The morning leaving camp once again put Laura and I on a main trail, but only for the a few hours. While we got a late start, we didn’t have nearly the mileage to cover as the day previous. Our first order of business was crossing over to the south side of the Colorado River via a cable bridge. We wouldn’t get to feel the water of the Colorado until later in the day as after crossing the cable bridge the trail ascended away from the rushing waters. Once the trail slowly wound its way down, we paused for our first real experience with the Colorado River, creator of the canyon through which we hiked. We left our backpacks near the trail and made our way down to feel the cold water of the river. We took our time enjoying the view and had a chat with someone that was on a white water rafting trip. It was an all too pleasant interlude in our morning. The only down side was that when we turned back to our packs, a squirrel had chewed a hole through Laura’s new pack and claimed a snack of dried fruit for its effort.
We paused at and an area called Indian Garden for lunch, the last of the major stops on the trail which we would be hiking. It was a shady oasis complete with picnic table and clean water. As we left Indian Garden we had the option of taking a side trail to a lookout. As we were making good time we opted to take a scenic detour before heading down the Tonto Trail and away from the majority of people in the Canyon. The detour took us to Plateau Point, a vista with an abrupt drop to the Colorado River several thousand feet below. The side trip added a couple of miles to our day, but the lookout was entirely worth it. We lingered for nearly an hour before backtracking and turning off on the Tonto Trail. This area of the canyon receives significantly less use than where we had been and we also knew that where we would be camping for the night would leave us entirely by ourselves, having scooped up the single permit issued for the camp area. This made up for the fact that there was no water in the vicinity, leaving us to carry all we would need until the following evening from Indian Garden.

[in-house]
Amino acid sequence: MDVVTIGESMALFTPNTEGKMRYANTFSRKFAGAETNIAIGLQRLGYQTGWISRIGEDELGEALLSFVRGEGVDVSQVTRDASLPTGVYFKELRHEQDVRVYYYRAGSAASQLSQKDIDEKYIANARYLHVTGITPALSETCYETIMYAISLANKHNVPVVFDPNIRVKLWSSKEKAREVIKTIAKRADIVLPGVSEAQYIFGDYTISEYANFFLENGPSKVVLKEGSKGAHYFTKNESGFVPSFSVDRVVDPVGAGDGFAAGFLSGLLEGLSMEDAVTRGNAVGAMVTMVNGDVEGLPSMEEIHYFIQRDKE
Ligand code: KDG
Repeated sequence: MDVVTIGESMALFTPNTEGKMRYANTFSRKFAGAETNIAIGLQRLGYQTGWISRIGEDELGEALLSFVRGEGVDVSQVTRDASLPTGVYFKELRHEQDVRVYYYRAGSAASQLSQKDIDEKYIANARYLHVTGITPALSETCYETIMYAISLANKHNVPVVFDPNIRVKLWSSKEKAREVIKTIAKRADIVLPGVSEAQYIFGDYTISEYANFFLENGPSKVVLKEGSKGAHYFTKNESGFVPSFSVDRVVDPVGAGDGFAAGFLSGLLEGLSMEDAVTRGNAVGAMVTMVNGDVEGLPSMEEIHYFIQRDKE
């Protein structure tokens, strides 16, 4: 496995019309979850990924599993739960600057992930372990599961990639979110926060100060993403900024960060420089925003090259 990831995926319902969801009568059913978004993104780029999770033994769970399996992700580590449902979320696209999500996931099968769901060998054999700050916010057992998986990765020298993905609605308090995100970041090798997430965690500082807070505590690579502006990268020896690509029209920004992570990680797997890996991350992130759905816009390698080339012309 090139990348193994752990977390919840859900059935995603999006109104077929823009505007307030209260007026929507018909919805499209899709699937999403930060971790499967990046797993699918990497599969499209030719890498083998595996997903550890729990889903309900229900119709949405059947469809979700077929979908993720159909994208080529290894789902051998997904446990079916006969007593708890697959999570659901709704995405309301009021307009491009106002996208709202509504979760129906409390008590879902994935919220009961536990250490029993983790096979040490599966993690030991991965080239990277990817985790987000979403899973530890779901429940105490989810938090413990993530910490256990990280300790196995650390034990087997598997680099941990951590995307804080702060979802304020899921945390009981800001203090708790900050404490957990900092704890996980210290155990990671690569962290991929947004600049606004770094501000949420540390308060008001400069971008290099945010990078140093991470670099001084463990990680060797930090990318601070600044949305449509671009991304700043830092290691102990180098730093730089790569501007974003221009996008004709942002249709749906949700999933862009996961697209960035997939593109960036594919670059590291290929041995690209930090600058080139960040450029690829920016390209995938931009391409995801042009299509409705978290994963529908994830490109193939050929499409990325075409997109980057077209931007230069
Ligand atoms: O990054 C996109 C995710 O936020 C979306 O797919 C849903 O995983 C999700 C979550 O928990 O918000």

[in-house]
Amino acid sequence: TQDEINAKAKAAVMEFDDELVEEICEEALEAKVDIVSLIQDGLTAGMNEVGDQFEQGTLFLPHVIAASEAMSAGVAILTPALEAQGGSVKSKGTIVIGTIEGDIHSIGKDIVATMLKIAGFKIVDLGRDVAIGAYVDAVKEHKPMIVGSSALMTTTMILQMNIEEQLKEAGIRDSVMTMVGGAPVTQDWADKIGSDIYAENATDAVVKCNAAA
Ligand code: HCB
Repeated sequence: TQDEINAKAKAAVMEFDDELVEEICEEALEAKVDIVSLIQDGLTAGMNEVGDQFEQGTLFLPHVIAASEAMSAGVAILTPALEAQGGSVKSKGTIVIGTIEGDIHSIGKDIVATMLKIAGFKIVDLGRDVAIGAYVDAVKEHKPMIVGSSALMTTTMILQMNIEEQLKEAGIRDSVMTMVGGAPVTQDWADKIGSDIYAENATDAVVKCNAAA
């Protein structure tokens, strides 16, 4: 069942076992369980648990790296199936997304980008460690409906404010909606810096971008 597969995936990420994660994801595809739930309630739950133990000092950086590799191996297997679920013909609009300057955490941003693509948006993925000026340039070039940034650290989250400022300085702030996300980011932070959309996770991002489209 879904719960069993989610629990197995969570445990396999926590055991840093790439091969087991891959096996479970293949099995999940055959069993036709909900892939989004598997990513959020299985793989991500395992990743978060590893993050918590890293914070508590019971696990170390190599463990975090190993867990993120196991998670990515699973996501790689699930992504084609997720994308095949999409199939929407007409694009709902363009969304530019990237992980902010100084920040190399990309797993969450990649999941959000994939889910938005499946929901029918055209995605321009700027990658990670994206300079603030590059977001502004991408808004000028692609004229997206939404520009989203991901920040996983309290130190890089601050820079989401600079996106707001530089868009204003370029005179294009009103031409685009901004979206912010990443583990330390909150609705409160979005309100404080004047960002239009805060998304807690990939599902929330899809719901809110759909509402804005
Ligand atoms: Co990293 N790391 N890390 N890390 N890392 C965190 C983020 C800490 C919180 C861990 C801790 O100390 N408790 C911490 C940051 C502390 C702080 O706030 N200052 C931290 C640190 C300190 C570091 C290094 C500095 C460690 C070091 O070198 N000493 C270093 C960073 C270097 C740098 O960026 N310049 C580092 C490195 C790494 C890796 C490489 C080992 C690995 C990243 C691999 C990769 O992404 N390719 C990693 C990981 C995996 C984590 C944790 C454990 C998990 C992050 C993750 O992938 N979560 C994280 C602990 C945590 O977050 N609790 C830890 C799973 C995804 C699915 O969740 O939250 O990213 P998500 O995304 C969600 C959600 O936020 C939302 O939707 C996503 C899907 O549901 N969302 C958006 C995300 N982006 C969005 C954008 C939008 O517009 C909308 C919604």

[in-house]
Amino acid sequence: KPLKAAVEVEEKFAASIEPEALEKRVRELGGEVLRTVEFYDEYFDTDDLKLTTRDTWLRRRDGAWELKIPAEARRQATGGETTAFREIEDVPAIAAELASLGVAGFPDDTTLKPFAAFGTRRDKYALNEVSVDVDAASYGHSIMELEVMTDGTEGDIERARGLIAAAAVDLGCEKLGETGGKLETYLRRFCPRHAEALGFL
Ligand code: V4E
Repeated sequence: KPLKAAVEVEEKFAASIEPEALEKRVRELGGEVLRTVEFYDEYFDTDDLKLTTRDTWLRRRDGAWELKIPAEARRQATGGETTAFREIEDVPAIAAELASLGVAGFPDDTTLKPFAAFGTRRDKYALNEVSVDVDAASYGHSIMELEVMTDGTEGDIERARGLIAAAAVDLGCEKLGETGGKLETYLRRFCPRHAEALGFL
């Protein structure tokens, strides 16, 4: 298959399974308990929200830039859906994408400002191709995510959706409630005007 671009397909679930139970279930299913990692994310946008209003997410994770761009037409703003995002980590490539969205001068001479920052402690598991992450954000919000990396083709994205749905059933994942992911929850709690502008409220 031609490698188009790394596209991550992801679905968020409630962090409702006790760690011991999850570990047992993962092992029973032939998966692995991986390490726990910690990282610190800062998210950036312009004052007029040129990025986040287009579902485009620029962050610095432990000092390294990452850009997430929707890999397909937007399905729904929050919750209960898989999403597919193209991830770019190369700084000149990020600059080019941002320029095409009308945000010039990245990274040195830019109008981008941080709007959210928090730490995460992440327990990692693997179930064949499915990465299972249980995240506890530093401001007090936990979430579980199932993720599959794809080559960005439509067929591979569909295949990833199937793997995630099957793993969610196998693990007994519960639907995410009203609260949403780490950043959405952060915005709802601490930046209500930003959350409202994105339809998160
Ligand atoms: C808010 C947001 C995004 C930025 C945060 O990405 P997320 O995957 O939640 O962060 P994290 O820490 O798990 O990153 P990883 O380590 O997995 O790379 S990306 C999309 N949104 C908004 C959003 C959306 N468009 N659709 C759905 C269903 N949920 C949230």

We had just enough time to set up camp, do a little exploring in the area and eat dinner before the sun ducked behind the canyon wall. Shortly after the sun made an exit, Jupiter as well as thousands of stars filled the sky in place of the sun. With so little light pollution in the area the display was one of the best I had seen since Waitomo, New Zealand. Laura and I laid down on a rock and stared upwards, pointing out the odd satellite to one another as it pushed across the sky, or yelling "Shooting Star!" as one of us would spot such an occurrence as it too blazed a path in the night. Shooting stars incidentally, are not stars at all, rather meteoroids that enter and burn up in the earth’s atmosphere. It made our night no less enjoyable spotting one though.
I am predominantly an East Coast hiker and with that, am used to hanging my food in a tree at night in an effort to thwart bears and mice. I had spoken to a ranger who claimed that he always sleeps with his food in his tent. The concept felt odd to me, so I made a mouse baffle out of my cooking windscreen and hung our food bag in the lone tree tall enough to keep the food bag far enough off the ground. After getting in the tent and settling down for the night the rodent activity began. I noted a couple of mice and even a desert rat clambering (and clamoring for that matter) around in the tree. They would soon make their way further into the night, leaving us in peace.